You see, all my life I’d been number two. The second twin. Trailing along behind. Charlie was not only two minutes older than me, but she was smarter, sportier and better than me. At everything. Without even trying. She also had greener eyes, blonder hair and naturally longer eyelashes.
And after a while, it got a little bit annoying. It wasn’t that I was jealous. I mean, she’s my twin. I love her. It’s just that it would have been nice to be number one sometimes.
The second that Saffron tossed her hair in that circle, I knew what path I was going to take in life. This would be the one thing that Charlie could never beat me at.
I was going to be popular.
Samantha had exactly the same idea.
“They are so awesome,” she said to me under her breath, looking at Saffron. “So, so cool. We have to hang with them. We just have to.”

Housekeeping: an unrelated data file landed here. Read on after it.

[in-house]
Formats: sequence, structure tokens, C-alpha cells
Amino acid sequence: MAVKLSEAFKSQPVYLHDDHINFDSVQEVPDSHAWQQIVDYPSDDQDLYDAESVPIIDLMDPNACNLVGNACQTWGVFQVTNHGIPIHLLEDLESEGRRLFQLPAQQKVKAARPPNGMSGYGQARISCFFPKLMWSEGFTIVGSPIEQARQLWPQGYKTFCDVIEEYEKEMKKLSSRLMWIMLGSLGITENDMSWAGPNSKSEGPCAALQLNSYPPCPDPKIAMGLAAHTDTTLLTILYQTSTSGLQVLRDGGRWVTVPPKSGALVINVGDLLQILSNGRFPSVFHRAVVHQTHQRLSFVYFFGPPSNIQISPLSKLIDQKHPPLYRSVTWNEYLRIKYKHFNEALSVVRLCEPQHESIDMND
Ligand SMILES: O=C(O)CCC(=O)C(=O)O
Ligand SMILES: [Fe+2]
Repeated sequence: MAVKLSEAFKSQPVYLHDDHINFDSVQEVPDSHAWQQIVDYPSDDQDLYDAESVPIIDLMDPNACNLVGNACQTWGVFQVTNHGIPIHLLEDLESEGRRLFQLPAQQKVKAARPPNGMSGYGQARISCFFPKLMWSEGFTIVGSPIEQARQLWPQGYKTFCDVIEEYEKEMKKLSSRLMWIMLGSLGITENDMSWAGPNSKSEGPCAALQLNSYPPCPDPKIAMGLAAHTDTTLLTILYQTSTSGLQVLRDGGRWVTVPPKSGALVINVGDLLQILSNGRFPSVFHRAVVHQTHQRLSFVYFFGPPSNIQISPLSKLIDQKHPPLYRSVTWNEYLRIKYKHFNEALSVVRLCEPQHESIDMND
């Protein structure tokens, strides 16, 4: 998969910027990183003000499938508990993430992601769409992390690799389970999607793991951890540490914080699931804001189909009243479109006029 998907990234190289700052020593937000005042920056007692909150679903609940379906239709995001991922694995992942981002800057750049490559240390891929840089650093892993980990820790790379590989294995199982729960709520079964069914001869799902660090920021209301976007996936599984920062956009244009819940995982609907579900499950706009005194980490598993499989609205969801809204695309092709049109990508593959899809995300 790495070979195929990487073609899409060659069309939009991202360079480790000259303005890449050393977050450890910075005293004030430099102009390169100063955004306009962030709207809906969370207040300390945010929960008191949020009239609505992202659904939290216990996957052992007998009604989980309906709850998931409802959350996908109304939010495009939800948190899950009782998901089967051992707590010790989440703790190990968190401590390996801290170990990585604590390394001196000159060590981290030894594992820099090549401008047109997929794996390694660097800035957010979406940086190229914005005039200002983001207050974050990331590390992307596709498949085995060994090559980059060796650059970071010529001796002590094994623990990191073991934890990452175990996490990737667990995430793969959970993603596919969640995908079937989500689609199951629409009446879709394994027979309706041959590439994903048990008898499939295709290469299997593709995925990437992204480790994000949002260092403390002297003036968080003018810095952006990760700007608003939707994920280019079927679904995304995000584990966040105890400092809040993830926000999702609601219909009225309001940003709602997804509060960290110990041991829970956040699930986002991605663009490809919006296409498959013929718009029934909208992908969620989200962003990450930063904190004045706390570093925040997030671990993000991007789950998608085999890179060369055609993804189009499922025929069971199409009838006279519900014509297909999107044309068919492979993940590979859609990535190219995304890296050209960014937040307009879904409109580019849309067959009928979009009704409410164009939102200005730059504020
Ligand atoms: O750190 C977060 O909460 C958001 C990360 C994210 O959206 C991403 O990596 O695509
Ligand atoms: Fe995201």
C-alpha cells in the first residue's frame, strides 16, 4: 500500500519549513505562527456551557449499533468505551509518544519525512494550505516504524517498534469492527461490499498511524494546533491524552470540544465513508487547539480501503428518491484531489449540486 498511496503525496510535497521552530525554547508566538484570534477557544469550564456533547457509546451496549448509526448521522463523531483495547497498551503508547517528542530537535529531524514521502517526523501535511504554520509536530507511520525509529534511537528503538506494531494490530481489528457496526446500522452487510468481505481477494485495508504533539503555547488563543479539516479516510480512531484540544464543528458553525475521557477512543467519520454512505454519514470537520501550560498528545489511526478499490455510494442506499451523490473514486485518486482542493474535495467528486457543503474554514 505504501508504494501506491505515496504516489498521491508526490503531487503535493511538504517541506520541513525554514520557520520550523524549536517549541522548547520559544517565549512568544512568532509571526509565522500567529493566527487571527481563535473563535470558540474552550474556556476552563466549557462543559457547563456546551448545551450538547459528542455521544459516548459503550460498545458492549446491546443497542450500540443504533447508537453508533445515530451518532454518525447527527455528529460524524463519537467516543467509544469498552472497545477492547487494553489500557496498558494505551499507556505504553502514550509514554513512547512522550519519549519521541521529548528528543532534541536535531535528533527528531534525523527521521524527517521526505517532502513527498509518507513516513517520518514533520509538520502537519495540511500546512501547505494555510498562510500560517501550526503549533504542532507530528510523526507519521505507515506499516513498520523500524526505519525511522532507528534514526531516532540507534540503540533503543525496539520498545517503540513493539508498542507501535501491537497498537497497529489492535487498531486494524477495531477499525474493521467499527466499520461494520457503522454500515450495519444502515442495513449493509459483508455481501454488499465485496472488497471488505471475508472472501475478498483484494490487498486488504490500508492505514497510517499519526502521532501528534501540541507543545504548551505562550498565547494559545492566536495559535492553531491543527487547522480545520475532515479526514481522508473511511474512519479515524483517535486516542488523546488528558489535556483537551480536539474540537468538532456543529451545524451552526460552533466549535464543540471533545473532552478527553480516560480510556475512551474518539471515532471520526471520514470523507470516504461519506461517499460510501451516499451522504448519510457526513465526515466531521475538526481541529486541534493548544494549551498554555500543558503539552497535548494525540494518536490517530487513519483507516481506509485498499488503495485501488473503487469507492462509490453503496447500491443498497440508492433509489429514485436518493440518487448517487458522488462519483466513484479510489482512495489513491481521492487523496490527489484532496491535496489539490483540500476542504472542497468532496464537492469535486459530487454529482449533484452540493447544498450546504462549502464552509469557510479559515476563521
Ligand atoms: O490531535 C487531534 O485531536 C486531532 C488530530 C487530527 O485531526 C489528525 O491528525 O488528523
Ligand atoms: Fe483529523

There were two things stopping us. The first was the massive crush of other girls thinking the same thing and all trying to get Saffron and Tiger’s attention the instant the bell went for recess. The second thing was that they already had two other friends.
Lise and Isabella were not as pretty as Saffron and Tiger but they also had perfect hair, skin, teeth and nails. All four of them wore their skirts just fractionally shorter than everyone else but not so short that they got into trouble. We watched them walk around the playground together, choose the best seats, make their way to the front of the canteen queue and completely ignore anyone who got in their way. When they walked through a crowd, a path opened up in front of them and everybody’s heads turned to gaze as they went past.
But despite our best efforts and intentions, we couldn’t crack it. We couldn’t even figure out a way to crack it. Despite our best intentions, Sam and I had to be content with being part of a bigger group of normal girls, including squeaky Milly. We settled in to school and went to class and did our homework and got on with life.